Advertisement
Share

Republicans torn over Trump’s challenge of electoral college results showing Biden won

Republican Sen. Josh Hawley of Missouri speaks at a microphone.
Sen. Josh Hawley (R-Mo.) says he’ll raise objections on President Trump’s behalf, forcing difficult votes when Congress meets next week to formalize Democrat Joe Biden’s electoral college victory.
(Susan Walsh / Pool Photo)

President Trump’s extraordinary challenge of his election defeat by President-elect Joe Biden is becoming a defining moment for the Republican Party before next week’s joint session of Congress to confirm November’s electoral college results.

Senate Majority Leader Mitch McConnell of Kentucky is urging Republicans not to try to overturn the election, but not everyone is heeding him. Sen. Josh Hawley of Missouri vows to join House Republicans in objecting to the state tallies. On the other side of the party’s split, Sen. Ben Sasse of Nebraska warns such challenges are a “dangerous ploy” that threaten the nation’s civic norms.

Caught in the middle is Vice President Mike Pence, who faces growing pressure and a lawsuit from Trump’s allies over his ceremonial role in presiding over the session Wednesday.

The days ahead are expected to do little to change the outcome. Biden is set to be inaugurated Jan. 20 after winning the electoral college vote, 306 to 232. But the effort to subvert the will of voters is forcing Republicans to make choices that will set the contours of the post-Trump era and an evolving GOP.

Advertisement

“I will not be participating in a project to overturn the election,” Sasse wrote in a lengthy social media post.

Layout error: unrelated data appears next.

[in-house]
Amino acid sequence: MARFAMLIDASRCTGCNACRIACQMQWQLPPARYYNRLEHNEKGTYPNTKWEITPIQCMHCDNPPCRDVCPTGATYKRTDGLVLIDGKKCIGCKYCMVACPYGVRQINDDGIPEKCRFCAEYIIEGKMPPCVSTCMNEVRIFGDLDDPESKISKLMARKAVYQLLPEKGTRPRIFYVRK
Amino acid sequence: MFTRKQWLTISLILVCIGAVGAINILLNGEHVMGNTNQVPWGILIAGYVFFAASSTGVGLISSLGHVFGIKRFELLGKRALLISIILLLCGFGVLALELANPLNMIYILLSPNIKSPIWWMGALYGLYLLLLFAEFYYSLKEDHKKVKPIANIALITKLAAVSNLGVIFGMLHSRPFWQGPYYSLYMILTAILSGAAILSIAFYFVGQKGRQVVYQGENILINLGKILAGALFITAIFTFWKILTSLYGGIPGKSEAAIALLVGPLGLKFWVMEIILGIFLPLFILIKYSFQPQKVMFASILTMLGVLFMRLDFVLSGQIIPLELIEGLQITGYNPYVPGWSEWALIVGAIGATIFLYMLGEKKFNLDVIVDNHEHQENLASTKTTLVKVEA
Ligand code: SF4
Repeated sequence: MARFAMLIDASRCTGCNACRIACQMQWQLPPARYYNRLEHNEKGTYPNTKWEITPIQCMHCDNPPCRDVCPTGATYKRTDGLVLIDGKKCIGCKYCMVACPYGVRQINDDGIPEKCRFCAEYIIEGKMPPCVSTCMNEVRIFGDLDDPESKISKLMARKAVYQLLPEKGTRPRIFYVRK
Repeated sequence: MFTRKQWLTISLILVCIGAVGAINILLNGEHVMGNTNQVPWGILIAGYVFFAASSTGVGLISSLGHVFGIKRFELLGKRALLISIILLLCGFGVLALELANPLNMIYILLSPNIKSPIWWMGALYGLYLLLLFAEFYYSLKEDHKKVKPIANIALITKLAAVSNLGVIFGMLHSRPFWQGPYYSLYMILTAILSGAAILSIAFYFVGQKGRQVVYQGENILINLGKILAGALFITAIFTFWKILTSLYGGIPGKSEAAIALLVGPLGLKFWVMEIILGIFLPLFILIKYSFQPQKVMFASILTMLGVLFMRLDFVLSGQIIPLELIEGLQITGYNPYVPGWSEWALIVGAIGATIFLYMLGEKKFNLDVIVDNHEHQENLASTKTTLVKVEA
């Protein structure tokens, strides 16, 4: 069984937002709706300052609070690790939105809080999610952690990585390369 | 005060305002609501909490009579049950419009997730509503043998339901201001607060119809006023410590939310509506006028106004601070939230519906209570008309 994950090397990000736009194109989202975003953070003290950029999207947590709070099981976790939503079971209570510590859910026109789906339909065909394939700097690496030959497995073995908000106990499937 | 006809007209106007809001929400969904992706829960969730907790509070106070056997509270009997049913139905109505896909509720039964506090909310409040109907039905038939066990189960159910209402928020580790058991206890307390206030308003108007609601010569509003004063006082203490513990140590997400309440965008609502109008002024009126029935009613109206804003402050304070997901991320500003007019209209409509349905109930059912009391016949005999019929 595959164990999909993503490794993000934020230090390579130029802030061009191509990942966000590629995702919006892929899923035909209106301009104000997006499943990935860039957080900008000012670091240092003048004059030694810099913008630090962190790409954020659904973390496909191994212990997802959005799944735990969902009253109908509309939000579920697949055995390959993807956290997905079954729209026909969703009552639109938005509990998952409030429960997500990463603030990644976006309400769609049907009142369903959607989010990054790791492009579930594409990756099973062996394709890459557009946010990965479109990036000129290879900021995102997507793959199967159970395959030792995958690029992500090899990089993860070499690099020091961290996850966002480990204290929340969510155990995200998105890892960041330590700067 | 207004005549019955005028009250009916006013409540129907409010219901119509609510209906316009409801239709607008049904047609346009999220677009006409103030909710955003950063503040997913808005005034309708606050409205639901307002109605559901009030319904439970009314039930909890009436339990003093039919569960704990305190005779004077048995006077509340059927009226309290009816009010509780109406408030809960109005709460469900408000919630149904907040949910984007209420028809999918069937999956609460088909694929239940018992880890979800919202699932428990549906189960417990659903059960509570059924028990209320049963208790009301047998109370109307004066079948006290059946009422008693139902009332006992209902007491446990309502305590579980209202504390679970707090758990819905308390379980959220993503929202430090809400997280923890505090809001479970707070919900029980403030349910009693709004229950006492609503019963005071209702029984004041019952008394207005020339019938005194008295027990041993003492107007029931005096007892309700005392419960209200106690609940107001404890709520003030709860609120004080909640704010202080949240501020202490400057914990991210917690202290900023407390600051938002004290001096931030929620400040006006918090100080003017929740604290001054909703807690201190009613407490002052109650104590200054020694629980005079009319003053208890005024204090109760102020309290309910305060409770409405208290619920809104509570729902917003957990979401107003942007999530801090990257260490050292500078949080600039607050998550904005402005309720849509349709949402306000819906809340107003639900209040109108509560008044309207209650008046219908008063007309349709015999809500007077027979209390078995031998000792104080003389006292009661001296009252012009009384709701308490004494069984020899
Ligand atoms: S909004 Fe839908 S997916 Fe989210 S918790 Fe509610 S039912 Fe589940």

Sasse, a potential 2024 presidential contender, said he was “urging ... colleagues also to reject this dangerous ploy.”

Trump, the first president to lose a reelection bid in almost 30 years, has attributed his defeat to supposed widespread voter fraud, despite nonpartisan election officials’ consensus that there wasn’t any. Of the roughly 50 lawsuits Trump and his allies have filed challenging election results, nearly all have been dismissed or dropped. He’s also lost twice at the U.S. Supreme Court.

Still, the president has pushed Republican senators to pursue his unfounded charges, even though the electoral college has already cemented Biden’s victory and all that’s left is Congress’ formal recognition of the count before the Democrat is sworn in as president.

“We are letting people vote their conscience,” South Dakota Sen. John Thune, the second-ranking Republican, told reporters at the Capitol.

As the GOP whip, Thune would be in charge of rounding up votes if Republican leaders chose to put their muscle behind Trump’s demands. Instead, he noted the gravity of questioning the election outcome.

“This is an issue that’s incredibly consequential, incredibly rare historically and very precedent-setting,” Thune said. “This is a big vote. They are thinking about it.”

Pence will be carefully watched as he presides over what is typically a routine vote count in Congress but is now heading toward a prolonged showdown that could extend into Wednesday night, depending on how many challenges Hawley and others mount.